The New York Times paid a visit to the Lower Elwha Klallam Tribe recently to learn more about the fish-blocking Elwha River dams that will be deconstructed starting this fall.  The article also explores the other massive dam removal projects proposed around the country.

From the article:

 The reservation will also be protected by a levee that has been raised, widened and fortified with rocks as large as four feet across because the sediment flowing downstream will raise the level of the freed Elwha. The tribe wants all of this, but after a century of living with a tamed river and adapting as development increased on the peninsula, there is also concern.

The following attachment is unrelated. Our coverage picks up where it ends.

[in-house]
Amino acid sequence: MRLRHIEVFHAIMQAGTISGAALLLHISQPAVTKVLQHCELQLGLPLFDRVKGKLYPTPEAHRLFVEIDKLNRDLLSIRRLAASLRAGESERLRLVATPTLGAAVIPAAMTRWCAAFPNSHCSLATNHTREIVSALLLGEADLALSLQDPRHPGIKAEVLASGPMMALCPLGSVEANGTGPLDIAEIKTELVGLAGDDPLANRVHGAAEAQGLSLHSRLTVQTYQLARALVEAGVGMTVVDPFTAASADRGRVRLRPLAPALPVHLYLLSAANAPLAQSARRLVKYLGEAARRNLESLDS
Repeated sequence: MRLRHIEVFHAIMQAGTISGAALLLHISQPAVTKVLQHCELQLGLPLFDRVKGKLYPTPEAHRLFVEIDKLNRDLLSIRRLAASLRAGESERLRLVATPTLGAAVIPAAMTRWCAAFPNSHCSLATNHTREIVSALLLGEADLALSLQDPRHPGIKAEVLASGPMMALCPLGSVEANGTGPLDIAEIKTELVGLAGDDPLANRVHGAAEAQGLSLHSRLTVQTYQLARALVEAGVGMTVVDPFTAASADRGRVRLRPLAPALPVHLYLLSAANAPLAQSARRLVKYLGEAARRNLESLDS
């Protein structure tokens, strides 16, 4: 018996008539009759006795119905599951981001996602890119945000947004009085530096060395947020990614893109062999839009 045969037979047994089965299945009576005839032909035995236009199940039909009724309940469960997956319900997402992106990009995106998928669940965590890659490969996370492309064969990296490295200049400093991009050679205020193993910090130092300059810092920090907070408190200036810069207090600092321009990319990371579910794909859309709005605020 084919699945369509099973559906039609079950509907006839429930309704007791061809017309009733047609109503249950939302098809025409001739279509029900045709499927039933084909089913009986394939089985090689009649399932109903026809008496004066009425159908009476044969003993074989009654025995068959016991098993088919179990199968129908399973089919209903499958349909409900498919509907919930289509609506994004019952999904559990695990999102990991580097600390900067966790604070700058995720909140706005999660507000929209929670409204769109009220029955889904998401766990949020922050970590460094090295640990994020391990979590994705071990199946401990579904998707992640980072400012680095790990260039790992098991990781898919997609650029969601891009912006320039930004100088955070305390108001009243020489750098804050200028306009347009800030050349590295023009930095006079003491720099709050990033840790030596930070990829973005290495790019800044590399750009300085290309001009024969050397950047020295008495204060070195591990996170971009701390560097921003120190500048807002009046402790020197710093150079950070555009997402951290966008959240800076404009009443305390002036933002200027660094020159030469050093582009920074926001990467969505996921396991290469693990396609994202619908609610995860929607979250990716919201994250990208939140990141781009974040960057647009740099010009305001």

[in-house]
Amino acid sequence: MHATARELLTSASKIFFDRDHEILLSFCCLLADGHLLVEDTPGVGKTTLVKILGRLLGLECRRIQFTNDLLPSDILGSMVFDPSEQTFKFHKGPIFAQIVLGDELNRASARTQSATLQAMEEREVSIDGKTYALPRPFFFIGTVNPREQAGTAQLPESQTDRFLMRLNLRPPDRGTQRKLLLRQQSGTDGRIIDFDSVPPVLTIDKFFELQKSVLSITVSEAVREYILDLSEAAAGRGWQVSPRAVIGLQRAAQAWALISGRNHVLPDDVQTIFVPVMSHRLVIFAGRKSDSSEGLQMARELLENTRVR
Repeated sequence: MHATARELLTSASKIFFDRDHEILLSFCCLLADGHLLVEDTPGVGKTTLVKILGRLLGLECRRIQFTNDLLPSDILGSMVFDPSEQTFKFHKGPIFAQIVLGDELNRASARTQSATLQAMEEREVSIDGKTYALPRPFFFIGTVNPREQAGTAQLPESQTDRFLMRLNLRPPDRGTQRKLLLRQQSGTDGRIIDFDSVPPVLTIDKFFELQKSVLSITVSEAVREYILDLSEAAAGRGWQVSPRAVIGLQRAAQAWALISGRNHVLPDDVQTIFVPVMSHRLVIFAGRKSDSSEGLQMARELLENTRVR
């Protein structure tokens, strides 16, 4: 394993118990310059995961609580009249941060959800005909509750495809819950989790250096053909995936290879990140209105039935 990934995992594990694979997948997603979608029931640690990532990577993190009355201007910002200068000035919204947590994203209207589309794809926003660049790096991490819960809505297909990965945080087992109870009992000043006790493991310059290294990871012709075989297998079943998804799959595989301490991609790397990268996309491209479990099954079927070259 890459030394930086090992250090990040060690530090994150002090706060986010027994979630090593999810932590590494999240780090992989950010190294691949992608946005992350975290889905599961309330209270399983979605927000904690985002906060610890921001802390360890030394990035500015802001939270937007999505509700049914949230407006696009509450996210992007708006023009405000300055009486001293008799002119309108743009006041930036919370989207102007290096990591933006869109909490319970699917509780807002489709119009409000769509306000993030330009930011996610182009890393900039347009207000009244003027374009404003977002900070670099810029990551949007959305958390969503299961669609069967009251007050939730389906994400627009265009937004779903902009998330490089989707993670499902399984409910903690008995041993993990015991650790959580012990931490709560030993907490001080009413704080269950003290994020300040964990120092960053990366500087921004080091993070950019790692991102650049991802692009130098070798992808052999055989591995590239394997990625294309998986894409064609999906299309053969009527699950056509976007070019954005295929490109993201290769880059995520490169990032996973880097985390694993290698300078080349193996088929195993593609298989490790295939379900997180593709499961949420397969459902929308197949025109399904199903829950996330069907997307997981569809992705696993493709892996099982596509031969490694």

“What worries me is that the river’s going to be unpredictable after they take the dams out,” said Ron Boulstrom, 46, a lifelong resident of the reservation and a commercial fisherman. “Four more years and I’ll have my house paid off, and I’m making a nice new garage. Hopefully the river won’t take me out.”

Then again, according to tribal lore, the tribe’s creation site was flooded by the dams. And there are the Chinook, also called king salmon, remembered in stories told from generation to generation, but now too depleted to fish.

“Back in the day, we had this whole place, the hills, the mountains,” Mr. Boulstrom said. “I’d like to catch another king out of the Elwha in my lifetime.”